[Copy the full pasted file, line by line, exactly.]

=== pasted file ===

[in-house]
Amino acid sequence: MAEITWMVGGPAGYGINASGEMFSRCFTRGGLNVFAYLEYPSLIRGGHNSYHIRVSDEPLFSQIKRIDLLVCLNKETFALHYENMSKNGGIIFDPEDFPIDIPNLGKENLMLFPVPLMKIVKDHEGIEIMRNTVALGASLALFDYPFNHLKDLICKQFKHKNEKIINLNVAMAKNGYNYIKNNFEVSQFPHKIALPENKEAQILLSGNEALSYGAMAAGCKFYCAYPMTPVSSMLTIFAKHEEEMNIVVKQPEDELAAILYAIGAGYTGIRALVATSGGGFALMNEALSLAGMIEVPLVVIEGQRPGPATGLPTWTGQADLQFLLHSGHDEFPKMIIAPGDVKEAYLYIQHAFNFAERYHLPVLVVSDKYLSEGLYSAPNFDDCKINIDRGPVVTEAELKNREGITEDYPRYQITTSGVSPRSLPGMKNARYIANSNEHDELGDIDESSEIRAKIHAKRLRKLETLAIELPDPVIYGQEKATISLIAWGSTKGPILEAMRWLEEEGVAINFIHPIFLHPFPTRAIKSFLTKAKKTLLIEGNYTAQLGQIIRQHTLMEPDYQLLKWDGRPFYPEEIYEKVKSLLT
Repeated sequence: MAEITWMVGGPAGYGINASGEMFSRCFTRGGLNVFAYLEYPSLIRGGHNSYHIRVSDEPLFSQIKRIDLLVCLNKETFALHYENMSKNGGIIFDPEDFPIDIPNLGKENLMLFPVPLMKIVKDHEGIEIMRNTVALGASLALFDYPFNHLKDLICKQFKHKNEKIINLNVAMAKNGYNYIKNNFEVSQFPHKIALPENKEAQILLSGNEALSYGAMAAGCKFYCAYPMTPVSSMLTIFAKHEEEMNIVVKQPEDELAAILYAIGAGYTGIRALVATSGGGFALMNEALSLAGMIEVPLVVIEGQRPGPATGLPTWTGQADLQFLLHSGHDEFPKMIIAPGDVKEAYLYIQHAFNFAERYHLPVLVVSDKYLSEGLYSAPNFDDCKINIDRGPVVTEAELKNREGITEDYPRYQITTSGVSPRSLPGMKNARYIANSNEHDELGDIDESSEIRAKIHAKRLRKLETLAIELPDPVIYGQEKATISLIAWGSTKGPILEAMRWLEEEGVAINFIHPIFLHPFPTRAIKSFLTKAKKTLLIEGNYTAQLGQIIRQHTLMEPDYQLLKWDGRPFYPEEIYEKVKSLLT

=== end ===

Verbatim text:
[in-house]
Amino acid sequence: MAEITWMVGGPAGYGINASGEMFSRCFTRGGLNVFAYLEYPSLIRGGHNSYHIRVSDEPLFSQIKRIDLLVCLNKETFALHYENMSKNGGIIFDPEDFPIDIPNLGKENLMLFPVPLMKIVKDHEGIEIMRNTVALGASLALFDYPFNHLKDLICKQFKHKNEKIINLNVAMAKNGYNYIKNNFEVSQFPHKIALPENKEAQILLSGNEALSYGAMAAGCKFYCAYPMTPVSSMLTIFAKHEEEMNIVVKQPEDELAAILYAIGAGYTGIRALVATSGGGFALMNEALSLAGMIEVPLVVIEGQRPGPATGLPTWTGQADLQFLLHSGHDEFPKMIIAPGDVKEAYLYIQHAFNFAERYHLPVLVVSDKYLSEGLYSAPNFDDCKINIDRGPVVTEAELKNREGITEDYPRYQITTSGVSPRSLPGMKNARYIANSNEHDELGDIDESSEIRAKIHAKRLRKLETLAIELPDPVIYGQEKATISLIAWGSTKGPILEAMRWLEEEGVAINFIHPIFLHPFPTRAIKSFLTKAKKTLLIEGNYTAQLGQIIRQHTLMEPDYQLLKWDGRPFYPEEIYEKVKSLLT
Repeated sequence: MAEITWMVGGPAGYGINASGEMFSRCFTRGGLNVFAYLEYPSLIRGGHNSYHIRVSDEPLFSQIKRIDLLVCLNKETFALHYENMSKNGGIIFDPEDFPIDIPNLGKENLMLFPVPLMKIVKDHEGIEIMRNTVALGASLALFDYPFNHLKDLICKQFKHKNEKIINLNVAMAKNGYNYIKNNFEVSQFPHKIALPENKEAQILLSGNEALSYGAMAAGCKFYCAYPMTPVSSMLTIFAKHEEEMNIVVKQPEDELAAILYAIGAGYTGIRALVATSGGGFALMNEALSLAGMIEVPLVVIEGQRPGPATGLPTWTGQADLQFLLHSGHDEFPKMIIAPGDVKEAYLYIQHAFNFAERYHLPVLVVSDKYLSEGLYSAPNFDDCKINIDRGPVVTEAELKNREGITEDYPRYQITTSGVSPRSLPGMKNARYIANSNEHDELGDIDESSEIRAKIHAKRLRKLETLAIELPDPVIYGQEKATISLIAWGSTKGPILEAMRWLEEEGVAINFIHPIFLHPFPTRAIKSFLTKAKKTLLIEGNYTAQLGQIIRQHTLMEPDYQLLKWDGRPFYPEEIYEKVKSLLT